Supporters counter that the city is not restricting what convenience store owners can sell.
“This is an entirely voluntary program,” said Los Angeles City Councilwoman Jan Perry, whose district includes South Los Angeles. “If you want to step into this arena, then these are the guidelines. If you don’t like these guidelines, then you don’t have to accept the money.”
Perry said store owners can’t afford to pay for refrigeration units and can’t get loans for them elsewhere. In addition, they’re generally not motivated to make an effort at selling fresh fruits and vegetables because packaged foods are more profitable.
She added that this loan program is one of the least intrusive ways to accomplish the goal of making more healthy food options available to her constituents.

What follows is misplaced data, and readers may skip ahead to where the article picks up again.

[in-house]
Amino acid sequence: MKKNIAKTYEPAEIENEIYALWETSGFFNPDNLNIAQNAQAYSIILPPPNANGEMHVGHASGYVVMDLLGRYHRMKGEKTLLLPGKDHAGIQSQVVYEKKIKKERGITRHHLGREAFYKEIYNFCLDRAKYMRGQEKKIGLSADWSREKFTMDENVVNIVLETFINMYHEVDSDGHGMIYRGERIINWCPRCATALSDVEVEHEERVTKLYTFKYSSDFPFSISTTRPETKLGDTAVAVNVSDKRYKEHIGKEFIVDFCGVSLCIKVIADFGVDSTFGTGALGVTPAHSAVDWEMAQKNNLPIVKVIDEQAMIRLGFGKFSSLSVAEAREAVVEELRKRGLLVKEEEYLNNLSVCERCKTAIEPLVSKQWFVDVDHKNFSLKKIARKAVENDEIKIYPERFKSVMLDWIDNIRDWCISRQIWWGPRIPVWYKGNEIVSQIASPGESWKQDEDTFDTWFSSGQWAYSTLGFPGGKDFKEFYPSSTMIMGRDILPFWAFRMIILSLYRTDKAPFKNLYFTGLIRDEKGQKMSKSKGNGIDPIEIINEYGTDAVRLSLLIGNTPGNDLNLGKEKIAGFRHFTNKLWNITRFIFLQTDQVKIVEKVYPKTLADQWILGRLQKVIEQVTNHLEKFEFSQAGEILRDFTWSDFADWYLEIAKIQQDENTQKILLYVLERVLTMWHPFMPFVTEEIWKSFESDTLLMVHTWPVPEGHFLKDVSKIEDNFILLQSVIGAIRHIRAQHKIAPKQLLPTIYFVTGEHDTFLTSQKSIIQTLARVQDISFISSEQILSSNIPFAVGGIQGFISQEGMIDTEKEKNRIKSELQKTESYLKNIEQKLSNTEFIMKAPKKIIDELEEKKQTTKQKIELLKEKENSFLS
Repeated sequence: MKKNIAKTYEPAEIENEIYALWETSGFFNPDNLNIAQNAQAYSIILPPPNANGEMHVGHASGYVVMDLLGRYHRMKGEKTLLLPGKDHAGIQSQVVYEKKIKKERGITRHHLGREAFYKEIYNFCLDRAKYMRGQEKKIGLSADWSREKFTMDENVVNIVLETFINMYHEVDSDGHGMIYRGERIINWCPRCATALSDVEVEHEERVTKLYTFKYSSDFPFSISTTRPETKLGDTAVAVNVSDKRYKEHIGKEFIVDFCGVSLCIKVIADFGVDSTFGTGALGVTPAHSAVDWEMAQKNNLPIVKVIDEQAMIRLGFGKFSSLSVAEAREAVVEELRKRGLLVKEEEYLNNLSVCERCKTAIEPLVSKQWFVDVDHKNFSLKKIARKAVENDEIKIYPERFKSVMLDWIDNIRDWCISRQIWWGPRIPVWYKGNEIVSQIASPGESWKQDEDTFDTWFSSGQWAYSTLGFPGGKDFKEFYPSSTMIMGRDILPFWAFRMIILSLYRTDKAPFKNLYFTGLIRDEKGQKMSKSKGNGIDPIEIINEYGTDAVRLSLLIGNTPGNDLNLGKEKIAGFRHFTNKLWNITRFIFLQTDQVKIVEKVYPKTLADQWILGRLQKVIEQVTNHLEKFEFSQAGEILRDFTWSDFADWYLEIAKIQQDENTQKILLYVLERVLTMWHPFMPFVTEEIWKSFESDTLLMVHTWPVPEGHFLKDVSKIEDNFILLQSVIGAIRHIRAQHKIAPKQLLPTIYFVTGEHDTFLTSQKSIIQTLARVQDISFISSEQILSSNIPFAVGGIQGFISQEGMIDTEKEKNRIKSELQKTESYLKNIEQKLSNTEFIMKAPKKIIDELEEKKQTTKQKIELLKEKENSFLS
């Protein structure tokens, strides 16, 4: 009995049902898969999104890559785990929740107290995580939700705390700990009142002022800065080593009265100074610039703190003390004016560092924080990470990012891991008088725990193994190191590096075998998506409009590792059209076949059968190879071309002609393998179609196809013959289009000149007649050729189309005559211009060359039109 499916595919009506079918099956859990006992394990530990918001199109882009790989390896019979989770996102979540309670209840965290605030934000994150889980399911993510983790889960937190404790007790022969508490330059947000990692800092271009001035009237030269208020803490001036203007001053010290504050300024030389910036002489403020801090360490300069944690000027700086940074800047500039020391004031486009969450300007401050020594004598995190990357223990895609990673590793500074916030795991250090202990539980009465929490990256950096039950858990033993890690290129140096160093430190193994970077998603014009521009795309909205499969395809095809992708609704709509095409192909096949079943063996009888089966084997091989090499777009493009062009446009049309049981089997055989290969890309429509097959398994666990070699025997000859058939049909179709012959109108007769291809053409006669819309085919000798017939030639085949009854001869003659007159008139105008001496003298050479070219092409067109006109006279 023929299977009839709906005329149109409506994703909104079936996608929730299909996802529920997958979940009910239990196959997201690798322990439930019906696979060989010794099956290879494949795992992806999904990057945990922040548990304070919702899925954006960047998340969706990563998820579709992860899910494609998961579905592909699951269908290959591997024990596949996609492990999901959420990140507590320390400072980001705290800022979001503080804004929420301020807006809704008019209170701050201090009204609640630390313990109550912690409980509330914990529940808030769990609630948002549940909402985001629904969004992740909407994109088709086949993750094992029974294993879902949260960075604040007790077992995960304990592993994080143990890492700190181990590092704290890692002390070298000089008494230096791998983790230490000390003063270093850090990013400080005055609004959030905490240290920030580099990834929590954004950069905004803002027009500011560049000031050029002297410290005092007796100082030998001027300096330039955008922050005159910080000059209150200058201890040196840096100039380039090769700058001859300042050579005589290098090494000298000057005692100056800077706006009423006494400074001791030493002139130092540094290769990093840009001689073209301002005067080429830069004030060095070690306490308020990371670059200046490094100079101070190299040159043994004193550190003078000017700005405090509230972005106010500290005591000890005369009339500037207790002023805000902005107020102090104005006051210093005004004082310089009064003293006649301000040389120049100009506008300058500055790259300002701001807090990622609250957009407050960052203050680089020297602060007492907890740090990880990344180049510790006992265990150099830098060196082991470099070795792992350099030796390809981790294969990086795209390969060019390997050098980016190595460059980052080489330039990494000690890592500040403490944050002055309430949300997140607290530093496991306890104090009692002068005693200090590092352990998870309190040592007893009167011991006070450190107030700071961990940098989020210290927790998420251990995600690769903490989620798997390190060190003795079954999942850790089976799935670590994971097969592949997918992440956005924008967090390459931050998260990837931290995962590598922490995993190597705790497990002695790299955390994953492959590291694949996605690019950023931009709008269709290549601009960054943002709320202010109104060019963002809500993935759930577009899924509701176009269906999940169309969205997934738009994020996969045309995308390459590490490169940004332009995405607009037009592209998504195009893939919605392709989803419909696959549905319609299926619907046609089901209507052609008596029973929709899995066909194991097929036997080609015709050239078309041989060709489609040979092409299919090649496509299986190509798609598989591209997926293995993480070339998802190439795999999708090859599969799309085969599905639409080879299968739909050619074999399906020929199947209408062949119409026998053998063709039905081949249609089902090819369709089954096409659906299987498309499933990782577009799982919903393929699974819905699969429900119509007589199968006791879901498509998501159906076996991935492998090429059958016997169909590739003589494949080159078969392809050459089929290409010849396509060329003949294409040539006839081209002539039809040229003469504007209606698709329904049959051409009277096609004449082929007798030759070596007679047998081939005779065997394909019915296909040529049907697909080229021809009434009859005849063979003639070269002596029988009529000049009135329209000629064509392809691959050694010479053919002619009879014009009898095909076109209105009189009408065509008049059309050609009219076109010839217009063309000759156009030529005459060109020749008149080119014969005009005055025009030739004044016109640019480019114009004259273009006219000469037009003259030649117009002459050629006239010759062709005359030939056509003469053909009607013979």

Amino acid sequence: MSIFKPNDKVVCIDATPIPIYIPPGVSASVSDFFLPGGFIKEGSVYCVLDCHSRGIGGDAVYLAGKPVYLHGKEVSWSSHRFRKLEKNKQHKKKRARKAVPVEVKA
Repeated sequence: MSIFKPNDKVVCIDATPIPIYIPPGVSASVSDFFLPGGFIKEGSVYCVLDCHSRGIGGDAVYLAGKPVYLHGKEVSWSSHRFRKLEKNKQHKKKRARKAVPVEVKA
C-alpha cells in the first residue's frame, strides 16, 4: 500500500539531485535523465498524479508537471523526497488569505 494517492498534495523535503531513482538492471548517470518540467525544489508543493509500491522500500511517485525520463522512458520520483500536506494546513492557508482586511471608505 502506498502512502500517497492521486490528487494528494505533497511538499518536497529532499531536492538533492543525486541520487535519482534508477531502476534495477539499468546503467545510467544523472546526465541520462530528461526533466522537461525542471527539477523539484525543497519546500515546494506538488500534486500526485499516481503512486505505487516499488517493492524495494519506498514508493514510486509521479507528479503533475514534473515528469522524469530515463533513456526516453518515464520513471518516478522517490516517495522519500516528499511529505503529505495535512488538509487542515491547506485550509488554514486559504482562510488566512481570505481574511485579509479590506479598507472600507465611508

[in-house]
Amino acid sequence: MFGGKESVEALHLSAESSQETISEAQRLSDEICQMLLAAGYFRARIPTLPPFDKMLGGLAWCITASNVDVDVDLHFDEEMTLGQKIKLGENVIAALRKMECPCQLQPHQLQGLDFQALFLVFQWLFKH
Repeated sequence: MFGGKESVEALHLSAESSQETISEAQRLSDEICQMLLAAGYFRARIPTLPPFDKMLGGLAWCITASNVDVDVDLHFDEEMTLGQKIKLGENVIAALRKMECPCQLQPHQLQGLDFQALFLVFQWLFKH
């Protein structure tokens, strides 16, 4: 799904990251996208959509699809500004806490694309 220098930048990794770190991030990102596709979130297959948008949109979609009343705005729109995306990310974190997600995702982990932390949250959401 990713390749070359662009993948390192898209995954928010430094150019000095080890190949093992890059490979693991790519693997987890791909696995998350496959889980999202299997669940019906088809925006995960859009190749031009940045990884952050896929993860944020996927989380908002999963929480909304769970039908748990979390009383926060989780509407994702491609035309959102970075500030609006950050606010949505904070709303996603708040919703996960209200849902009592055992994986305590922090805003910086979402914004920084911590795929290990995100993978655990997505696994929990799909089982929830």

“This is a new way of thinking,” she said. “In the past, our approach has simply been to shut down liquor stores and try to get big-box grocery chains to move in.”
Last week, the Community Health Councils, a South L.A. non-profit that advocates for poor communities, released a report detailing the comparative lack of grocery stores in South Los Angeles. Only about 60 full-service stores serve the area’s 1.3 million residents. By comparison, West Los Angeles has about twice as many stores per capita, the report said.
Among the report’s recommendations: creating special enterprise zones to attract major grocery chains and “supporting the development of healthy corner stores.”
It’s support that store owners say they need.
Jessica Kim four years ago bought the 50-year-old Liquorama store on Washington Boulevard in the Mid-City neighborhood with the intention of sprucing it up, both inside and outside.
“It’s very difficult to get a loan,” she said. “The banks are very choosy and they are charging high interest rates for the type of loan I want.”